During Friday’s introductory Zoom news conference with new BYU women’s basketball coach Amber Whiting, athletic director Tom Holmoe anticipated the question before it was asked by reporters, so he brought up the issue himself. 

Did Holmoe go into the hiring process wanting to hire a woman coach?

“The answer to that is no, I didn’t,” he said. 

Whiting is the first woman to become the head coach of the BYU women’s basketball team in 25 years, when Soni Adams coached the Cougars from 1994-97. 

Whiting replaces Jeff Judkins, who was at the helm from 2001-2022

“We haven’t changed coaches in women’s basketball for 21 years,” Holmoe said. “The Jeff Judkins era was filled with a lot of wins, a lot of excitement, a lot of good players.

“Now we look to the future.”

When Judkins retired last month, Holmoe began the process of hiring a new women’s basketball coach for the first time in his career. 

“I was interested and a little curious as to what the pool would look like. We opened this up and we took applications that came in. We wanted to find the best possible coach that maybe we didn’t even know about,” Holmoe said.

“Obviously, I knew about Amber, but when candidates came in, there were good candidates and a number of women candidates. I was very excited to realize that as we continued to talk with Amber, that my interest in her as a coach continued to rise and it never stopped. We hired the best coach and she happens to be a woman. I’m super excited to have her start to take over this team right away.” 

What impressed Holmoe about Whiting was her approach and her view of the future.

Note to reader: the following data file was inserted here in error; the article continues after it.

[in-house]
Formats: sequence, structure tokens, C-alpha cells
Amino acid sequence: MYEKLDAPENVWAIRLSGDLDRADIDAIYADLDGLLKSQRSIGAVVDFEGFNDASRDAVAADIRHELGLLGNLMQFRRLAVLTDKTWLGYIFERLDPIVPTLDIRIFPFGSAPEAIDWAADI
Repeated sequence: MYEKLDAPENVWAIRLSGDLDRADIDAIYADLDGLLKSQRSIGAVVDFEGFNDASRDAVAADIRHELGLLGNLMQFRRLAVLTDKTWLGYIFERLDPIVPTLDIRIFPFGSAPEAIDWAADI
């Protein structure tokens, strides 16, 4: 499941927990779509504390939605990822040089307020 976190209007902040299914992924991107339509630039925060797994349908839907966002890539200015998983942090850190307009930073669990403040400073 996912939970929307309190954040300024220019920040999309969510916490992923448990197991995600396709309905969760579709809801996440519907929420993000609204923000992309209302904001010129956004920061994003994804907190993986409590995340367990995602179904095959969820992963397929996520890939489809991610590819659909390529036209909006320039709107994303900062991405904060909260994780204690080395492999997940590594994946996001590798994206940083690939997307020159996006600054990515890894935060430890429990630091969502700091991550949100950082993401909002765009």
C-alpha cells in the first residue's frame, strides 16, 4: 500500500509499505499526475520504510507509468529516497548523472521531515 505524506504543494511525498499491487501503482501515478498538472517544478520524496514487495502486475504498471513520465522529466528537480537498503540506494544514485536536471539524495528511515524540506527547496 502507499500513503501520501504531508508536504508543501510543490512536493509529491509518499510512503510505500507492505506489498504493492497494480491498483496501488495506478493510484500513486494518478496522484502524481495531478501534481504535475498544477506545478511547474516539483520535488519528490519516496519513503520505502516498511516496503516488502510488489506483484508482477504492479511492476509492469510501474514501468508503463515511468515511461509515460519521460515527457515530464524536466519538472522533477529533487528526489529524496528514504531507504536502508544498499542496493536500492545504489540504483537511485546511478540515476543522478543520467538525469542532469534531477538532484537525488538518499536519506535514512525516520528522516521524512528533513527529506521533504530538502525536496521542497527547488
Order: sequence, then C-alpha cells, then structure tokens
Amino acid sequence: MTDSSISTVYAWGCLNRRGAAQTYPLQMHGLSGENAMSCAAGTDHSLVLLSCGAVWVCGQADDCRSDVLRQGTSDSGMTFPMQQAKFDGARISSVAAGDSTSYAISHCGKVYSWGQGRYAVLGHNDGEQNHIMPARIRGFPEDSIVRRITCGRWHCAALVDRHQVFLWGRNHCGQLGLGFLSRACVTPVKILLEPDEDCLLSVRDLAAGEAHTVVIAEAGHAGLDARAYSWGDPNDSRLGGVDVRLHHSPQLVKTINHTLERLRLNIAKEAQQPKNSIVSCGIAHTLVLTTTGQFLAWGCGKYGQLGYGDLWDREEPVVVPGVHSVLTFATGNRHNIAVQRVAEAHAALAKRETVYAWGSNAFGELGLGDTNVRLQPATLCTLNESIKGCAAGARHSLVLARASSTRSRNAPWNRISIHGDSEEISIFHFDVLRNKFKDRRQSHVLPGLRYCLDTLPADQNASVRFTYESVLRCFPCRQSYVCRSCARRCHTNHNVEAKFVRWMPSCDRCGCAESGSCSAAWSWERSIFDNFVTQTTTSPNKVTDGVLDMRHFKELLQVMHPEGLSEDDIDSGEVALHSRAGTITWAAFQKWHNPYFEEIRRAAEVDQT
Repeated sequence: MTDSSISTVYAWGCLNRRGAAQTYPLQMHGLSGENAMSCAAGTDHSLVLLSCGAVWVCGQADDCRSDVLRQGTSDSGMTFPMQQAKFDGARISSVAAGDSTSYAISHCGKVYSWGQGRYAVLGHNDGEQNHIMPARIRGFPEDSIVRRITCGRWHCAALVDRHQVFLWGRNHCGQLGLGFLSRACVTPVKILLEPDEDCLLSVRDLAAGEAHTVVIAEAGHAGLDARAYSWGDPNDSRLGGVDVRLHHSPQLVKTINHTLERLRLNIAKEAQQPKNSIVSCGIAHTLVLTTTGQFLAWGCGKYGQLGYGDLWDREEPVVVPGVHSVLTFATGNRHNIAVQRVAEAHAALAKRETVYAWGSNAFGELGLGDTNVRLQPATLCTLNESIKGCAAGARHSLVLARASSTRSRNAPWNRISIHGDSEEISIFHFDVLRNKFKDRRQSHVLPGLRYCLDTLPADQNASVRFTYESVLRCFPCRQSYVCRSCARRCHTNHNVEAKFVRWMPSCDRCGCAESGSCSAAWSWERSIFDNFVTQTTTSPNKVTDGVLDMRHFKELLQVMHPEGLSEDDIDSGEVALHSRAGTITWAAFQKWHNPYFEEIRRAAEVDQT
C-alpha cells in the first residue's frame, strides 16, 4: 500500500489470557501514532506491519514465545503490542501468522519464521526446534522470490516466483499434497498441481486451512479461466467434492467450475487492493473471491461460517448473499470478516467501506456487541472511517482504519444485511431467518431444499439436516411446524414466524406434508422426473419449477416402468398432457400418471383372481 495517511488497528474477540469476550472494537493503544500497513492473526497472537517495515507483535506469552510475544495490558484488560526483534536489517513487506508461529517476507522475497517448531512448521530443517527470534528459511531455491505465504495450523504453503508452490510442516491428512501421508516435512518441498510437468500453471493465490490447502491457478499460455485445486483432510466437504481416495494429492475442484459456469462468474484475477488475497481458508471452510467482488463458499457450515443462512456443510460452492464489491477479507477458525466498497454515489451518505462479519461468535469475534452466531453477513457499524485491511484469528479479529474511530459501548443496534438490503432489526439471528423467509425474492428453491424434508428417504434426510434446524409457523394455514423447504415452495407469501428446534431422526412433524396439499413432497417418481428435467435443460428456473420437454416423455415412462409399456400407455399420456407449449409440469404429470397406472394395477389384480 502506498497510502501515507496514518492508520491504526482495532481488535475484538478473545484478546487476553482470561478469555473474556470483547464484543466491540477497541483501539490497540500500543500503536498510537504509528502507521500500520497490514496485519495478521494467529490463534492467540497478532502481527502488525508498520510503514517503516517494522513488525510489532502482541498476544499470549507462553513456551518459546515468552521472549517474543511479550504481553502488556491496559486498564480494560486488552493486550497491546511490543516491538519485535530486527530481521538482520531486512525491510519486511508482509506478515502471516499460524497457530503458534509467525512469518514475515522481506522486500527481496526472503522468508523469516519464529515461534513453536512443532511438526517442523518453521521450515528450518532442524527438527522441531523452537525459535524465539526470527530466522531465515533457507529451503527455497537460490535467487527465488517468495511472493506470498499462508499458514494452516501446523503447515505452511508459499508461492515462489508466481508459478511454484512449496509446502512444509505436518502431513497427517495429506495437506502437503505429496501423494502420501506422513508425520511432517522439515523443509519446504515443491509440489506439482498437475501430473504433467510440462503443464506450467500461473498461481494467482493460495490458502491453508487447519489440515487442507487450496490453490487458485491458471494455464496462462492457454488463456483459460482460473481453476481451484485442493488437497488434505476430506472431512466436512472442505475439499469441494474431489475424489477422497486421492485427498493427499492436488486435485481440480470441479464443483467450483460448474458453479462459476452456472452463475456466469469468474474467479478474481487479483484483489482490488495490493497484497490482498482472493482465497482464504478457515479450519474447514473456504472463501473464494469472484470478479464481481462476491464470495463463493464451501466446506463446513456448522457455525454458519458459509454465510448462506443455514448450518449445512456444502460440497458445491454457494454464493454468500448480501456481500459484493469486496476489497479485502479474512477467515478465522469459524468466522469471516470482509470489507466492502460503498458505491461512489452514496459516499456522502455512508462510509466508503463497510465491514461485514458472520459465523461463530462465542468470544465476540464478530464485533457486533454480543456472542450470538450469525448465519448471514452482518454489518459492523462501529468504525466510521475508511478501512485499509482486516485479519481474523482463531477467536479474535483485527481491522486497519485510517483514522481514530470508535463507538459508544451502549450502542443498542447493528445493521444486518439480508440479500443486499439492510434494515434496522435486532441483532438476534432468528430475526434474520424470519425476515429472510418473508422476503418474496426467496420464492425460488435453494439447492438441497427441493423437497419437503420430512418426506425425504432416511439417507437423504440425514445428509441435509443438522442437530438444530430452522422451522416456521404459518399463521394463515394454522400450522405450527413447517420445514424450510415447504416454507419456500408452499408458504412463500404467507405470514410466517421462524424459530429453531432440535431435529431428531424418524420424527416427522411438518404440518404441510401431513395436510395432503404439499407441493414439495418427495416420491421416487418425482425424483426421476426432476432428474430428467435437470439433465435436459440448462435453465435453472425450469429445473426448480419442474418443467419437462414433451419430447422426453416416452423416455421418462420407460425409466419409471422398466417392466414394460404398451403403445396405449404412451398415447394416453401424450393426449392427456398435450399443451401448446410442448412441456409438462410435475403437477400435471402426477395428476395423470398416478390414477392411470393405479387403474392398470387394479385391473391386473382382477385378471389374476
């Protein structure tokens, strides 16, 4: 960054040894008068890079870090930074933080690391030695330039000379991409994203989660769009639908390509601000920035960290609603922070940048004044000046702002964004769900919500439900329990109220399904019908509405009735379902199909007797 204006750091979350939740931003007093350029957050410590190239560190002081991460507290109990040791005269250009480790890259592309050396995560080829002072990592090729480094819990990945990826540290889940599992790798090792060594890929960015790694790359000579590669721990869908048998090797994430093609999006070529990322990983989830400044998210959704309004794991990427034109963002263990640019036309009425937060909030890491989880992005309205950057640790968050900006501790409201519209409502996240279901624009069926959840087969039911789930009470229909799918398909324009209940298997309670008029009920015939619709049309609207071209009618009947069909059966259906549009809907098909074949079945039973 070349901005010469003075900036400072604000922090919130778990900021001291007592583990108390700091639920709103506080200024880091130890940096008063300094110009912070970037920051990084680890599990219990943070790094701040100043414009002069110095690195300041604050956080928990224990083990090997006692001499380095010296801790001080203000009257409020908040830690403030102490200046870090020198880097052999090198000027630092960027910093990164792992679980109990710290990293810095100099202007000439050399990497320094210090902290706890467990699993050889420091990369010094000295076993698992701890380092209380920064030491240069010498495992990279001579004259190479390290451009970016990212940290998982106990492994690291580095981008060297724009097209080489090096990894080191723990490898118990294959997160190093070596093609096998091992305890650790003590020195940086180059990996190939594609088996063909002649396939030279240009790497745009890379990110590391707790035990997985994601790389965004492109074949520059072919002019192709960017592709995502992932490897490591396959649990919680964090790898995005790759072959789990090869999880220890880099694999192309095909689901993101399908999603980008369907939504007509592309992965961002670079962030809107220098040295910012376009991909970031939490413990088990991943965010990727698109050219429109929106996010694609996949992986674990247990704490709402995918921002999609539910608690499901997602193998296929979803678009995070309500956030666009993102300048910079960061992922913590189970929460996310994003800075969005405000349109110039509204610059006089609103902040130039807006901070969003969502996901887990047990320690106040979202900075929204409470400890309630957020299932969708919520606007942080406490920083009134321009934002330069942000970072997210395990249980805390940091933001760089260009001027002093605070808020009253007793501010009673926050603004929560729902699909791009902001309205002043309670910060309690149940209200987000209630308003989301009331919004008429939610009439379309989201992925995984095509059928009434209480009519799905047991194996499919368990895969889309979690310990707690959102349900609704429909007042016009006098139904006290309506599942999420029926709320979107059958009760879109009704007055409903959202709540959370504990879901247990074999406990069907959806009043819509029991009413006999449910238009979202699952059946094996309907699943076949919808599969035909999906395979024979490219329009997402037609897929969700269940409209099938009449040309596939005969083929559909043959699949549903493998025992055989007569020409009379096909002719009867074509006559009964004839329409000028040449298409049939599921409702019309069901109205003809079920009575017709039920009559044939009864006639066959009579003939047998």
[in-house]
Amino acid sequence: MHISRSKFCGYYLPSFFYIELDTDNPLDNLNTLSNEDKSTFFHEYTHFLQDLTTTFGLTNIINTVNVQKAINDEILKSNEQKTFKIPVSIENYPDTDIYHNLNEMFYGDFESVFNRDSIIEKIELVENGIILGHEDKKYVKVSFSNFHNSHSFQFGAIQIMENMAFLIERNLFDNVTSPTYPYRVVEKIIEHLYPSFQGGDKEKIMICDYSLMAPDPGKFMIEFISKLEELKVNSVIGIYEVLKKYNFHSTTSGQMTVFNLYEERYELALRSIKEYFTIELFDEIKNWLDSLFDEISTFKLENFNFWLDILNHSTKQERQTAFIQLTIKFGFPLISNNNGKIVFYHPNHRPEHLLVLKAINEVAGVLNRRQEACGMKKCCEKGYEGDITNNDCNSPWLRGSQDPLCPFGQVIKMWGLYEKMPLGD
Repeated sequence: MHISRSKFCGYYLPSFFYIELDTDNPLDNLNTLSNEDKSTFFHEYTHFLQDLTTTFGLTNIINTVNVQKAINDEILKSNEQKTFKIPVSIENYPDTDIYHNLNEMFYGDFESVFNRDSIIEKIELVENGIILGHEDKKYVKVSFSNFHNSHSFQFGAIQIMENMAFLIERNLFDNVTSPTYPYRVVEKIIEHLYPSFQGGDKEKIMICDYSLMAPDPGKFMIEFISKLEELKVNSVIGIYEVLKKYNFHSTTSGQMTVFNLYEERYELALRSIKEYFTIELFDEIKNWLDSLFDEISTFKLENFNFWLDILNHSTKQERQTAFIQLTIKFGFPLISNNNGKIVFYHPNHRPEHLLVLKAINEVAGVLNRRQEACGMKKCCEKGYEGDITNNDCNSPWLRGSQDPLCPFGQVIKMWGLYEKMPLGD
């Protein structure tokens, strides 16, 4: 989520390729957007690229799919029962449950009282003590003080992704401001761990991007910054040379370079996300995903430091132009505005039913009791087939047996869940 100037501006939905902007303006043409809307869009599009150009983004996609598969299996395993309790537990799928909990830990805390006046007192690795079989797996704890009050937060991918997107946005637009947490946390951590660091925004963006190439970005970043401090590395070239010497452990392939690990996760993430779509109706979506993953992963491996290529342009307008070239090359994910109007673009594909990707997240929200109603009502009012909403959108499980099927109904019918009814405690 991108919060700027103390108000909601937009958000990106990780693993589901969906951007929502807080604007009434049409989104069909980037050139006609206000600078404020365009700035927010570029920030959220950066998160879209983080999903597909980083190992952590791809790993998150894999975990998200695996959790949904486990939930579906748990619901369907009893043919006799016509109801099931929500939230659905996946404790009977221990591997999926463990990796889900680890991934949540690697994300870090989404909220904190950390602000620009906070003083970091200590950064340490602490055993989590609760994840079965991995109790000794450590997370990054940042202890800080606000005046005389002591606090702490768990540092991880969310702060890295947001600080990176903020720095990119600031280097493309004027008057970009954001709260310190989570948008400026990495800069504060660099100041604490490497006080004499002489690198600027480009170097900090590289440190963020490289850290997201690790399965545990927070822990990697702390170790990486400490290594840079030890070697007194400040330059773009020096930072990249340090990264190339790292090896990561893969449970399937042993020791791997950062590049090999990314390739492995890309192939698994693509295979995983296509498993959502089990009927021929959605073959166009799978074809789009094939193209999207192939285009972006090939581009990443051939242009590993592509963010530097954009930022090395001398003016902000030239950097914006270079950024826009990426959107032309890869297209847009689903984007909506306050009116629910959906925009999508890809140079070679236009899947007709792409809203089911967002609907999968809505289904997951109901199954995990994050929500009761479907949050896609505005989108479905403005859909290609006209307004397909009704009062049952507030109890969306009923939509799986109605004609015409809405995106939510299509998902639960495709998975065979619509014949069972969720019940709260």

“She had a great plan in many areas. To be a college coach in any sport these days, it’s very demanding. It takes a lot of attributes. It’s not like it used to be quite a long time ago,” he said.

“As I looked through and watched and listened and debated with Amber over her qualities, she came through with a great plan. It was a plan that was far and above the best overall plans of the candidates. It was exciting to know that she has a vision that matches, or exceeds, my vision for the women’s program.”

During the many conversations Holmoe had with Whiting, he found himself answering questions. 

“She started to ask questions about what this job was about, what we wanted. That’s when I first started to feel that the things she wanted, I wanted,” Holmoe said.

“She asked about the things I was looking for. She wouldn’t just match it, she would kind of debate it. It was good to see her be able to stand for what she wanted to do, not just what I wanted to do.”

For Whiting, she can’t wait to get started. 

“We have a great group of strong players. Incredible talent. We need to start developing them in the offseason so when it comes season time, they’re ready to put it all on the table,” she said.

“I want to start with recruiting. Those relationships are super important. I feel like I can connect to players really well. Also, an emphasis with who we have right now … that’s my plan.”